February 2019

Vol. 47, No. 1

Musings from the Blind Birder: Winter Birding

Martha Steele


The author handfeeding a Red-breasted Nuthatch. Photograph by Bob Stymeist.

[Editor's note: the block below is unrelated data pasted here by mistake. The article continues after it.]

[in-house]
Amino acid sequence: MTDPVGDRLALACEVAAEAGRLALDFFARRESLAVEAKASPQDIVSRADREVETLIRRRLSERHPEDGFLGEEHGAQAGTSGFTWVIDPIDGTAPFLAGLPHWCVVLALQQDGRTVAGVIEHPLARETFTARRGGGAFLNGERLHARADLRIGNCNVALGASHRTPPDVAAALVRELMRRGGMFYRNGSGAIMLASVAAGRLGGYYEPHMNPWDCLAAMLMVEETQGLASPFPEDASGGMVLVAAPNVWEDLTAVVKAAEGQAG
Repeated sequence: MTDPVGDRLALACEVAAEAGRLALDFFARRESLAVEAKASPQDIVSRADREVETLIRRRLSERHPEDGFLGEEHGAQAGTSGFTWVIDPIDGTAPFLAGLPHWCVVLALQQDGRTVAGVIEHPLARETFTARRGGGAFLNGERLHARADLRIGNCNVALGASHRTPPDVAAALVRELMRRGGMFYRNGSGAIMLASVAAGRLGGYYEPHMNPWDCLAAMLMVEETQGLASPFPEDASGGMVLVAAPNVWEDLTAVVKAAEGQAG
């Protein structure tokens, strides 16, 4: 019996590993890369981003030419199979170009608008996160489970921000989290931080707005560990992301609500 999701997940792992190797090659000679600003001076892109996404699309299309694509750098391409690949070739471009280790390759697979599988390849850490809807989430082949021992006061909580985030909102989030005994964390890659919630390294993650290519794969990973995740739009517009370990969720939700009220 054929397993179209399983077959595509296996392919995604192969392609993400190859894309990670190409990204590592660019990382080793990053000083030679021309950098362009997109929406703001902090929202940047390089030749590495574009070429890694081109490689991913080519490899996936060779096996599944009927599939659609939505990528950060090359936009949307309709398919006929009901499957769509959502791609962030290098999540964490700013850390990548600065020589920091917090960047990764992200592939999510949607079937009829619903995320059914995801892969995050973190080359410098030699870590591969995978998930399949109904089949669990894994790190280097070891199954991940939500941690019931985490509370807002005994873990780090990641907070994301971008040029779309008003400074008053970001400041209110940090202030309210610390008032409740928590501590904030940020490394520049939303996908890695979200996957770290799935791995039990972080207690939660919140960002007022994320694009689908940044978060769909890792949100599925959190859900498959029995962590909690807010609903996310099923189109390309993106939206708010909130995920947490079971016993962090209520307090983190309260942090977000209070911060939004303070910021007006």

I stood quietly with my hand extended on a frigid early February day at Moose Bog, near Island Pond, Vermont, waiting in anticipation. Several sunflower seeds were nestled in my bare palm. I waited until I felt a light, delicate touch of tiny feet clinging to my finger, a quick grab of a seed off my palm, a slight hesitation, and then the bird was gone. I asked Bob, who was watching from several feet away, "What was that?" "A Red-breasted Nuthatch." Then another bird landed, this one slightly heavier and gone quickly after grabbing a seed. "And that?" "Black-capped Chickadee." Yet another bird, this one much heavier with larger feet wrapping nearly entirely around my finger arrived and stood, getting several seeds. I ventured a guess: "Canada Jay?" Bob replied in the affirmative. For the next 10 minutes or so, I correctly identified each bird that landed on my outstretched hand. I was beaming, honing my skills at tactile bird identification.

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